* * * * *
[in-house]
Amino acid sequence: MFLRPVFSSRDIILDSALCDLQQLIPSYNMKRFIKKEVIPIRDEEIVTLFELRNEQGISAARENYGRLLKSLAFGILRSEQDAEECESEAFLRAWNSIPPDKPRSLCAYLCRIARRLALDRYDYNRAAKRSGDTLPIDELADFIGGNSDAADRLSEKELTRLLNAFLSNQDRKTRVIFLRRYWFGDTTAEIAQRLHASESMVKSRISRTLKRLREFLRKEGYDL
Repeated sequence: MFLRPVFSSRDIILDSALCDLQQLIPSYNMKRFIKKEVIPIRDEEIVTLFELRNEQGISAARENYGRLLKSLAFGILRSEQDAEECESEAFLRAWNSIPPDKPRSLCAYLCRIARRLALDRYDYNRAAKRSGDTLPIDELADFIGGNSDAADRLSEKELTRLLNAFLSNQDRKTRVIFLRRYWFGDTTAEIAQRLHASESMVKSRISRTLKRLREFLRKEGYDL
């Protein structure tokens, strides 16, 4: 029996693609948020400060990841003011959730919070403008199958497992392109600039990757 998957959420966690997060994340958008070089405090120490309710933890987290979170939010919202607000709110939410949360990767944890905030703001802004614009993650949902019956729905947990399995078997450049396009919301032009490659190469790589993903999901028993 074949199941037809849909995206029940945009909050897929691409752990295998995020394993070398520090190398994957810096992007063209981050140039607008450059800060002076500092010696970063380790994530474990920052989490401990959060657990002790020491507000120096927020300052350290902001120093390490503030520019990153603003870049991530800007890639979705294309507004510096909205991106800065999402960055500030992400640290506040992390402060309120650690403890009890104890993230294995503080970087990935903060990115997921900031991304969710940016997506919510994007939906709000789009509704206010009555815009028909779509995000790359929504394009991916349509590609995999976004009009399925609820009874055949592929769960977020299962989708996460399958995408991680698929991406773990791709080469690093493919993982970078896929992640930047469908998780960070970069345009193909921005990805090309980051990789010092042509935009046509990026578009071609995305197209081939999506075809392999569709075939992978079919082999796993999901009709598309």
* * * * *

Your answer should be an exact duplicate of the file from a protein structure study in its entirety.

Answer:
[in-house]
Amino acid sequence: MFLRPVFSSRDIILDSALCDLQQLIPSYNMKRFIKKEVIPIRDEEIVTLFELRNEQGISAARENYGRLLKSLAFGILRSEQDAEECESEAFLRAWNSIPPDKPRSLCAYLCRIARRLALDRYDYNRAAKRSGDTLPIDELADFIGGNSDAADRLSEKELTRLLNAFLSNQDRKTRVIFLRRYWFGDTTAEIAQRLHASESMVKSRISRTLKRLREFLRKEGYDL
Repeated sequence: MFLRPVFSSRDIILDSALCDLQQLIPSYNMKRFIKKEVIPIRDEEIVTLFELRNEQGISAARENYGRLLKSLAFGILRSEQDAEECESEAFLRAWNSIPPDKPRSLCAYLCRIARRLALDRYDYNRAAKRSGDTLPIDELADFIGGNSDAADRLSEKELTRLLNAFLSNQDRKTRVIFLRRYWFGDTTAEIAQRLHASESMVKSRISRTLKRLREFLRKEGYDL
């Protein structure tokens, strides 16, 4: 029996693609948020400060990841003011959730919070403008199958497992392109600039990757 998957959420966690997060994340958008070089405090120490309710933890987290979170939010919202607000709110939410949360990767944890905030703001802004614009993650949902019956729905947990399995078997450049396009919301032009490659190469790589993903999901028993 074949199941037809849909995206029940945009909050897929691409752990295998995020394993070398520090190398994957810096992007063209981050140039607008450059800060002076500092010696970063380790994530474990920052989490401990959060657990002790020491507000120096927020300052350290902001120093390490503030520019990153603003870049991530800007890639979705294309507004510096909205991106800065999402960055500030992400640290506040992390402060309120650690403890009890104890993230294995503080970087990935903060990115997921900031991304969710940016997506919510994007939906709000789009509704206010009555815009028909779509995000790359929504394009991916349509590609995999976004009009399925609820009874055949592929769960977020299962989708996460399958995408991680698929991406773990791709080469690093493919993982970078896929992640930047469908998780960070970069345009193909921005990805090309980051990789010092042509935009046509990026578009071609995305197209081939999506075809392999569709075939992978079919082999796993999901009709598309």